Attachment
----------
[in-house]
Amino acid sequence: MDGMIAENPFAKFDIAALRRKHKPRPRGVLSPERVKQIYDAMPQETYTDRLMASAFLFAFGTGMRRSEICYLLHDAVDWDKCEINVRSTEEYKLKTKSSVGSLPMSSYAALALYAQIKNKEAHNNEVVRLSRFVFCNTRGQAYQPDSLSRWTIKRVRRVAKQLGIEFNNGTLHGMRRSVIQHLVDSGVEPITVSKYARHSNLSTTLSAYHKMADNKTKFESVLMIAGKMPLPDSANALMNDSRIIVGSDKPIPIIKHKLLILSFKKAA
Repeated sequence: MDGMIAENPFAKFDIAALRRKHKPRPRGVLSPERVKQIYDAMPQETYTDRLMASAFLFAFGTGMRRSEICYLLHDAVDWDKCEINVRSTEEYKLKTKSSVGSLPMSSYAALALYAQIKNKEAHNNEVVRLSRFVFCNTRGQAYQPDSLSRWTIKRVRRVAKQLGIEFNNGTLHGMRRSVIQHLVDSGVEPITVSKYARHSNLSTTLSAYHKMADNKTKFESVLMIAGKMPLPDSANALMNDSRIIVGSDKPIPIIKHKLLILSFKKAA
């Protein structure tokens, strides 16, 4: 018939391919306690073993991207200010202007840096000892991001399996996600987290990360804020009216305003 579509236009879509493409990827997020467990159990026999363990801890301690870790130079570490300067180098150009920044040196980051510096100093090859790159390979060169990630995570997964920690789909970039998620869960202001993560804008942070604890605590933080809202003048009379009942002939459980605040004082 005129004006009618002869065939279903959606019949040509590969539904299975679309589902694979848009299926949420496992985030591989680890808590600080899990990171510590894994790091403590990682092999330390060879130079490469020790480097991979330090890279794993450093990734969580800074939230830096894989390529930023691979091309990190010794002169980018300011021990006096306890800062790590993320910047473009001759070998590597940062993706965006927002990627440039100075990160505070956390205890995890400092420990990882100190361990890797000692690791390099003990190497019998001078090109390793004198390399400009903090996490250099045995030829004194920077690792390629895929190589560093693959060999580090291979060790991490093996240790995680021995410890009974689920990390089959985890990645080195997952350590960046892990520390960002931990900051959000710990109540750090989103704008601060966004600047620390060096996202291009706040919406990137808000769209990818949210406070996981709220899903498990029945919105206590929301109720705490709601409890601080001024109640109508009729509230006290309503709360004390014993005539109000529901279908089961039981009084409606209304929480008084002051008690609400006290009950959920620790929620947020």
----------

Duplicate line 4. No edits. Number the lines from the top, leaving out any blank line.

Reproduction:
């Protein structure tokens, strides 16, 4: 018939391919306690073993991207200010202007840096000892991001399996996600987290990360804020009216305003 579509236009879509493409990827997020467990159990026999363990801890301690870790130079570490300067180098150009920044040196980051510096100093090859790159390979060169990630995570997964920690789909970039998620869960202001993560804008942070604890605590933080809202003048009379009942002939459980605040004082 005129004006009618002869065939279903959606019949040509590969539904299975679309589902694979848009299926949420496992985030591989680890808590600080899990990171510590894994790091403590990682092999330390060879130079490469020790480097991979330090890279794993450093990734969580800074939230830096894989390529930023691979091309990190010794002169980018300011021990006096306890800062790590993320910047473009001759070998590597940062993706965006927002990627440039100075990160505070956390205890995890400092420990990882100190361990890797000692690791390099003990190497019998001078090109390793004198390399400009903090996490250099045995030829004194920077690792390629895929190589560093693959060999580090291979060790991490093996240790995680021995410890009974689920990390089959985890990645080195997952350590960046892990520390960002931990900051959000710990109540750090989103704008601060966004600047620390060096996202291009706040919406990137808000769209990818949210406070996981709220899903498990029945919105206590929301109720705490709601409890601080001024109640109508009729509230006290309503709360004390014993005539109000529901279908089961039981009084409606209304929480008084002051008690609400006290009950959920620790929620947020």